April 16, 2014 at 1:56 PM
Seahawks fans may have moved on from the loss of receiver Golden Tate, who signed as a free agent with the Detroit Lions last month.
But for anyone who wants some more insight into Tate's thoughts on leaving Seattle and signing with the Lions, here you go, as he was a guest today on SiriusXM NFL Radio.
Most of the conversation is about how Tate thinks he will fit in with the Lions.
But Tate also addresses his thoughts on not being able to stay with the Seahawks as they try to defend a Super Bowl title in 2014.
Tate said it is "definitely disappointing'' he couldn't stay with the Seahawks but that "at the same time, I understand this is business. ... in a perfect world we would have kept every single free agent. But with the cap numbers I guess they couldn't afford it and that's what happens. ... I had to do what was best for my career and my family and that's what I did.''
Tate said that Seattle "will always have a place in my heart. But that being said, I had to make a judgement call. And I don't think I made the wrong call.''
April 16, 2014 at 10:26 AM
We'll start today with a few updated mock drafts:
--- First, here's the latest mock draft from Pete Prisco of CBSSports.com, who offers an intriguing option ---- receiver Marqise Lee of USC. Writes Prisco: "Pete Carroll knows those USC kids and Lee would be a big help to the offense.'' My quick thought is that Lee seems pretty similar to Percy Harvin, and that if Seattle were to go receiver early in the draft it might make more sense to go for a bigger one. But then Lee might also project as the perfect replacement for Golden Tate. And while Lee mostly handled kickoff returns at USC, he also did a few punt returns and could project there for Seattle, as well. Interestingly, Prisco had Seattle taking a big WR --- Kelvin Benjamin of Florida State --- in his mock draft last week.
--- Rob Rang also updated his mock draft this week and has Seattle taking UCLA OL Xavier Su'a-Filo at No. 32. Writes Rang: "Under head coach Pete Carroll and general manager John Schneider, the Seahawks have pulled plenty of surprises in recent drafts but the loss of two starting left guard Paul McQuistan and right tackle Breno Giacomini in free agency could test their willingness to think outside of the box in 2014. Seattle won't reach to fill a need but if an aggressive, versatile blocker like Su'a-Filo is available, he'd make a lot of sense.'' My quick thought? Many see Su'a-Filo more as a guard than a tackle in the NFL, but he played both at UCLA and certainly would make sense to help Seattle add depth up front.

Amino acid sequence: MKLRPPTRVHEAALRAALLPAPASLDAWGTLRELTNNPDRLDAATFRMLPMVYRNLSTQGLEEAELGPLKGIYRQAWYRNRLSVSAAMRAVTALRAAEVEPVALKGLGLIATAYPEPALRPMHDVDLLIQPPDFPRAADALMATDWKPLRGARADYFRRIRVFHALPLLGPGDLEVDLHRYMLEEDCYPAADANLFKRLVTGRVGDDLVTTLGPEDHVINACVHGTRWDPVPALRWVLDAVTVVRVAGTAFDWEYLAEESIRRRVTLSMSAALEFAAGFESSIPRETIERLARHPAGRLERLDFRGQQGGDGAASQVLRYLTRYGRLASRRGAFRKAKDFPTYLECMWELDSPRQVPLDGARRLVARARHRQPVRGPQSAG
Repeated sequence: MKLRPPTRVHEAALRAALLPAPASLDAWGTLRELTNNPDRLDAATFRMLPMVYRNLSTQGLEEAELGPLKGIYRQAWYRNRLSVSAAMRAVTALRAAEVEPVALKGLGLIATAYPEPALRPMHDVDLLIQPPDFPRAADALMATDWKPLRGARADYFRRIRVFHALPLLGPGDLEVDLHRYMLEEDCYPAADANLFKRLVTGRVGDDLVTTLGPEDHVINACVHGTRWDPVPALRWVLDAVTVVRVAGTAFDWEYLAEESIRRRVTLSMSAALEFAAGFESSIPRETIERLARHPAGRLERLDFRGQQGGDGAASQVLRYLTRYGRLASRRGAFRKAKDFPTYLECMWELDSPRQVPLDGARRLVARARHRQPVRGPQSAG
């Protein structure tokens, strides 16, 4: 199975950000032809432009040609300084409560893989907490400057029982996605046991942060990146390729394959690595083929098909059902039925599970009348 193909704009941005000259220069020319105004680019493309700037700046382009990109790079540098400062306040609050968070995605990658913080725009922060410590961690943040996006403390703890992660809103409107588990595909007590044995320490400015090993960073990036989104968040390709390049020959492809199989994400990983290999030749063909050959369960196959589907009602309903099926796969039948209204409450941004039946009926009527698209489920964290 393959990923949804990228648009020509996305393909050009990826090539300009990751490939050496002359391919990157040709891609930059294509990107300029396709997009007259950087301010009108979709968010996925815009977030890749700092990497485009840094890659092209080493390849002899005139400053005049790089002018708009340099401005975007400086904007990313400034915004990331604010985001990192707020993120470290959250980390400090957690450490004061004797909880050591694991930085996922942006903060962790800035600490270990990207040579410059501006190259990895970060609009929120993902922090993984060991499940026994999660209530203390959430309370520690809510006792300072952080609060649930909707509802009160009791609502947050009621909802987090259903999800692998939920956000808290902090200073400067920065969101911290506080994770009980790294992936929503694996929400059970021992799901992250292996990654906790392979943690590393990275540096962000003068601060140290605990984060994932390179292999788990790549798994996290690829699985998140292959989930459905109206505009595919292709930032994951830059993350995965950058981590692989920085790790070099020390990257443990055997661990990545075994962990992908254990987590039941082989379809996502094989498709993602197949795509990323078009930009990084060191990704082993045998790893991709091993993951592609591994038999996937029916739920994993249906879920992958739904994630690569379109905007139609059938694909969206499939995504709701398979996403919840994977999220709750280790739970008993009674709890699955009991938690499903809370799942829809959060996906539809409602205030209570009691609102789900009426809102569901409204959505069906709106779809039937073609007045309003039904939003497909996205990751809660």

--- Pat Kirwan of CBSSports.com, who has at times suggested the Seahawks might trade out of the first round --- which would certainly make some sense --- has the Seahawks taking TE Jace Amaro in his latest mock draft. Writes Kirwan: :I believe the Seahawks like Amaro and he brings a dimension their offense really doesn't have as a flex/slot tight end who creates matchup problems. Russell Wilson will love having a 6-5 guy with 106 receptions last year roaming the middle of the field.'' My quick thought? When the dust settled on free agency, the Seahawks essentially had the same TE crew as a year ago --- basically replacing Kellen Davis with the return of the injured Anthony McCoy. But adding a potentially big-time playmaker there for the future is a logical way to think the Seahawks might go.